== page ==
The fact is, ladies and gentlemen, that Wren was at his best when he worked on a big canvas. The Cathedral electrified the horizontal 17th Century skyline of the City of London. It had always been conceived in terms of his other great commission in the City, the rebuilding of the City parish churches. Now, of course, it is very easy to compartmentalise people’s lives at such a chronological distance that we are, but of course the fact is that St Paul’s was not some sort of standalone project, it was on the drawing board at exactly the same time as the City parish churches.

The Fire of London had rendered 87 of the City’s 107 churches unusable. Extraordinary, is it not? 107 churches in the Square Mile. It was agreed that 51 of these burnt churches should be rebuilt and of financed by the coal tax.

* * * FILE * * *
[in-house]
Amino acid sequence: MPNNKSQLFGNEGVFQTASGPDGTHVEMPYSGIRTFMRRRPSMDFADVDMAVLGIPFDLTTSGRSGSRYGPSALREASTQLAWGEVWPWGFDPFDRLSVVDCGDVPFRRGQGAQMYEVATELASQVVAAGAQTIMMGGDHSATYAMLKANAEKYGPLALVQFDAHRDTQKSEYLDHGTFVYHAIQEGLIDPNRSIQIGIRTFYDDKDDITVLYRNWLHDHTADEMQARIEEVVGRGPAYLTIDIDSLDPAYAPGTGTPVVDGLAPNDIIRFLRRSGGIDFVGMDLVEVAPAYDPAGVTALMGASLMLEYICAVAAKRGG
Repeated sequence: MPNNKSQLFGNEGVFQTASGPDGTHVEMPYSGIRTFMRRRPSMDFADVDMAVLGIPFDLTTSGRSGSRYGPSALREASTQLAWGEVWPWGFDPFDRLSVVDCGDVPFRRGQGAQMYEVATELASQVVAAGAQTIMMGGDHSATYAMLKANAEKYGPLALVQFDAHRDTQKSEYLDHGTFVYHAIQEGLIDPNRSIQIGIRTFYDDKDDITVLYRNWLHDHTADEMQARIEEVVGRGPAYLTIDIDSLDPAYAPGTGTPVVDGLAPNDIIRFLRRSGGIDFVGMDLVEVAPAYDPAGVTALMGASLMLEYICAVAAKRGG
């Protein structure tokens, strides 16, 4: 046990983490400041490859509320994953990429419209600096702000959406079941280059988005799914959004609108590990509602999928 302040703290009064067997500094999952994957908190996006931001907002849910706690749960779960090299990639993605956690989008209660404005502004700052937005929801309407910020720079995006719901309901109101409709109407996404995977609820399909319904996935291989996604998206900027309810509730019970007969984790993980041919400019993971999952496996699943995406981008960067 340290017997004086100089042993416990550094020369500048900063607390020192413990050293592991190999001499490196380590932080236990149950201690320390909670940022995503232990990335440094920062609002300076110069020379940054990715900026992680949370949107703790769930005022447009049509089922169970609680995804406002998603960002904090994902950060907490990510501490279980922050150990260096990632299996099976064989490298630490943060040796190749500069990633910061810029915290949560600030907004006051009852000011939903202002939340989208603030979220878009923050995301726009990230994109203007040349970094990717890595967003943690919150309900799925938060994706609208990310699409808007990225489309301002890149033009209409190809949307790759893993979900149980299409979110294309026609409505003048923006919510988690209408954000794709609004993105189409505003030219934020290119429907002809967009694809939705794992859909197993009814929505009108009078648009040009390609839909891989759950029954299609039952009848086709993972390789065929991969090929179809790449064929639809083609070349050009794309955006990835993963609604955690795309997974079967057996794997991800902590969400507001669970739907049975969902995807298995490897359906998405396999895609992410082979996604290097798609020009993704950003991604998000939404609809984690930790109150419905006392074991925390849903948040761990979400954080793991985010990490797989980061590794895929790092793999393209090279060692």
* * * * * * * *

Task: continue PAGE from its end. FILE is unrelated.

This was an extraordinary commission, the likes of which had never been seen before in England. Wren was appointed to preside, and he was assisted by the architect, Robert Hooke, and the Surveyor of Westminster Abbey, Edward Woodroofe. Later on in the project, three of Wren’s colleagues from the Office of Works, Nicholas Hawksmoor, William Dickinson and John Oliver, were recruited to join this team, and together, this gang of architects and designers, the most talented architectural designers in England, worked like a modern architect’s office. Wren presided over the whole thing, he set the parameters, but the design work was shared out between the various hands – I mean, it had to be, it was so enormous.